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Monday, 19 November 2018

The sustainability of a digital preservation blog...

So this is a topic pretty close to home for me.

Oh the irony of spending much of the last couple of months fretting about the future preservation of my digital preservation blog...!

I have invested a fair bit of time over the last 6 or so years writing posts for this blog. Not only has it been useful for me as a way of documenting what I've done or what I've learnt, but it has also been of interest to a much wider audience.

The most viewed posts have been on the topic of preserving Google Drive formats and disseminating the outputs of the Filling the Digital Preservation Gap project. Access statistics show that the audience is truly international.

When I decided to accept a job elsewhere I was of course concerned about what would happen to my blog. I hoped that all would be well, given that Blogger is a Google supported solution and part of the suite of Google tools that University of York staff and students use. But what would happen when my institutional Google account was closed down?

Initially I believed that as long as I handed over ownership of the blog to another member of staff who remained at the University, then all would be well. However, I soon realised that there were going to be some bigger challenges.

The problem

Once I leave the institution and my IT account is closed, Blogger will no longer have a record of who I am.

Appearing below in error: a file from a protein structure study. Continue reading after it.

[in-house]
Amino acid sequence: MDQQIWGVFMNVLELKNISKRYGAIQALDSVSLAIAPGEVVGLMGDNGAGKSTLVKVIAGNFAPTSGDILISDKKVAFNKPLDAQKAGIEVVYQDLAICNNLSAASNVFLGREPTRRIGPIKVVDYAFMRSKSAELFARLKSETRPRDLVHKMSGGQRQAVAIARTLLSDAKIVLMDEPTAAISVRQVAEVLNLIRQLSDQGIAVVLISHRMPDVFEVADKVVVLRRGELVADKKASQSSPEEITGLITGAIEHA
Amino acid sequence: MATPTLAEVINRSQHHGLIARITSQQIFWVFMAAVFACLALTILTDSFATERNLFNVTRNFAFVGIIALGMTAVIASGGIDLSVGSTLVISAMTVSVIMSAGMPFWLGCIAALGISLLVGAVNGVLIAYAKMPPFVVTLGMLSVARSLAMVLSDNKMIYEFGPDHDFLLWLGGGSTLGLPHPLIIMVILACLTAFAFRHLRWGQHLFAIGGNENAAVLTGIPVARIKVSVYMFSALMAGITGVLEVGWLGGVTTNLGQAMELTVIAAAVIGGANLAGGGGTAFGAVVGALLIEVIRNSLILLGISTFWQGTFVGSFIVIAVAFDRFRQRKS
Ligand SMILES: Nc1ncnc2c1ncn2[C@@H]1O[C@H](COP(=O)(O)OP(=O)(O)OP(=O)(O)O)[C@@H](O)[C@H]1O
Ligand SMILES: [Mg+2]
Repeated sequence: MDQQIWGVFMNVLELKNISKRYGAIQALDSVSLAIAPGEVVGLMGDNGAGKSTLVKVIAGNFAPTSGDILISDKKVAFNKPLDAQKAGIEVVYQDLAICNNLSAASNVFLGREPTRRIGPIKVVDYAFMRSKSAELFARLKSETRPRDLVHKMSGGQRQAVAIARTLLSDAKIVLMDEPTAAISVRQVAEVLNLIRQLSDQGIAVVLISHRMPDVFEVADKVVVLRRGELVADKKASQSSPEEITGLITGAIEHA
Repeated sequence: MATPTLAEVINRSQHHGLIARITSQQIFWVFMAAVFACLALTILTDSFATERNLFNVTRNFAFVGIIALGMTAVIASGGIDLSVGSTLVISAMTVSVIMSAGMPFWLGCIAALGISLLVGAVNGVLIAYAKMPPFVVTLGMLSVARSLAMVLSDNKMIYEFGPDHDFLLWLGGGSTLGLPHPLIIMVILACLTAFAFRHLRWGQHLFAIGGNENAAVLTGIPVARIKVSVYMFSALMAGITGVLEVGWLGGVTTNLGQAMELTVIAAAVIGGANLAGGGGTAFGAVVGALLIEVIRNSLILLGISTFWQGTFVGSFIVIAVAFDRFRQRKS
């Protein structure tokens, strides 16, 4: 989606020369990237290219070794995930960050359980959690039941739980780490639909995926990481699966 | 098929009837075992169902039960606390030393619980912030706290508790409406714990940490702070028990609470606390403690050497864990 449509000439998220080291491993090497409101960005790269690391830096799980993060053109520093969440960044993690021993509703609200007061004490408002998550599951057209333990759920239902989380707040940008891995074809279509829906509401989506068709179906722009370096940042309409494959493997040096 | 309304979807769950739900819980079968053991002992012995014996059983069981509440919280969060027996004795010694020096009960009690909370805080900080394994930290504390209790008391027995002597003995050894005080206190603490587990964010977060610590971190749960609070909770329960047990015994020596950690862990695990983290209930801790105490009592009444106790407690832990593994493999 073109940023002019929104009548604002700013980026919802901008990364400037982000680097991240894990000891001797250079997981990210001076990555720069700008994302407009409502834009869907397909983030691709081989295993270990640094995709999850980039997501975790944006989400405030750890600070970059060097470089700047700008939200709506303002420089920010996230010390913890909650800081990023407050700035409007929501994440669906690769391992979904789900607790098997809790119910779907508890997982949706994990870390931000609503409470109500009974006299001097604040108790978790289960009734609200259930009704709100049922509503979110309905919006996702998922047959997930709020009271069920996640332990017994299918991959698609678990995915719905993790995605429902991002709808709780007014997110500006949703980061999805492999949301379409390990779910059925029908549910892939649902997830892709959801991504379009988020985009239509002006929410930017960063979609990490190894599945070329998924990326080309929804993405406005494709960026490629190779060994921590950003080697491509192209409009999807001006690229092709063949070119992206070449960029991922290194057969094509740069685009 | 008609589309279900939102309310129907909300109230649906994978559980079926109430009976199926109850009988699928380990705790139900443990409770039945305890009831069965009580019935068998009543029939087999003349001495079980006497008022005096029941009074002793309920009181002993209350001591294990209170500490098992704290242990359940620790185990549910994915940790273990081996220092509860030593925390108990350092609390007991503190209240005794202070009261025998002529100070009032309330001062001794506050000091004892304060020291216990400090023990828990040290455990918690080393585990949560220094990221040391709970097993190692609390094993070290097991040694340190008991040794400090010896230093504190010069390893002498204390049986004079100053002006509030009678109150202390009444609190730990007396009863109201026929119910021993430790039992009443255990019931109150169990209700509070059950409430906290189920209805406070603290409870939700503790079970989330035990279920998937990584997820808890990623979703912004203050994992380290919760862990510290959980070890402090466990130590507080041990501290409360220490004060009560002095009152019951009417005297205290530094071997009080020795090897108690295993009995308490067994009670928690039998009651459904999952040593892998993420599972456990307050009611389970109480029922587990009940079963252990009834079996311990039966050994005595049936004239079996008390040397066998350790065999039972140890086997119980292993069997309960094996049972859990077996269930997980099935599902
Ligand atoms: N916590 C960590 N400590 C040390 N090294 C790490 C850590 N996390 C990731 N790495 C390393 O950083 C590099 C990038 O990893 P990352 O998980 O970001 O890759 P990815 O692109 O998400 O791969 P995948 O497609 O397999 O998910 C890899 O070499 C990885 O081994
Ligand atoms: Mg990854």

All posts that have been written my me will be marked as 'Unknown'. They will no longer have my name automatically associated with them. Not ideal from my perspective and also not ideal for anyone who might want to cite the blog posts in the future.

The other problem is the fact that once my account is closed down, all images within blog posts that I have posted will completely disappear.

This is pretty bad news!

When a member of staff adds images to a blog post the usual method of doing this is to select an image from the local PC or network drive. What Google then does is stores a copy of that image in https://get.google.com/albumarchive/ (in a location that is tied to that individual's account). When the account is closed, all of these blog related images are also wiped. The images are not recoverable.

So, I could make copies of all my images now and hand them to my colleagues, so that they could put them all back in again once I leave...but who is going to want to do that?

A solution of sorts

I asked IT Support to help me, and a colleague has had some success at extracting the contents of my blog, amending the image urls in the XML and importing the posts back into a test Blogger account with images hosted in a location that isn't associated with an individual staff account.

There is a description of how this result was achieved here and I'm hugely grateful for all of the time that was spent trying to fix this problem for me.

The XML was also amended directly to add the words 'Jenny Mitcham, Digital Archivist' to the end of every blog post, to save me having to open each of the 120 posts in turn and adding my name to them. That was a big help too.

So, in my last couple of weeks at work I have been experimenting with importing the tweaked XML file back into blogger.

Initially, I just imported the XML file back into the blog without deleting the original blog posts. I had understood that the imported blogs would merge with the original ones and that all would be well. Unfortunately though, I ended up with two versions of each blog post - the original one and the new one at a slightly different url.

So, I held my breath, took the plunge and deleted everything and then re-imported the amended XML.

I had envisaged that the imported blog posts would be assigned their original urls but was disappointed to see that this was not the case. Despite the url being included within the XML, blogger clearly had a record that these urls had already been used and would not re-use them.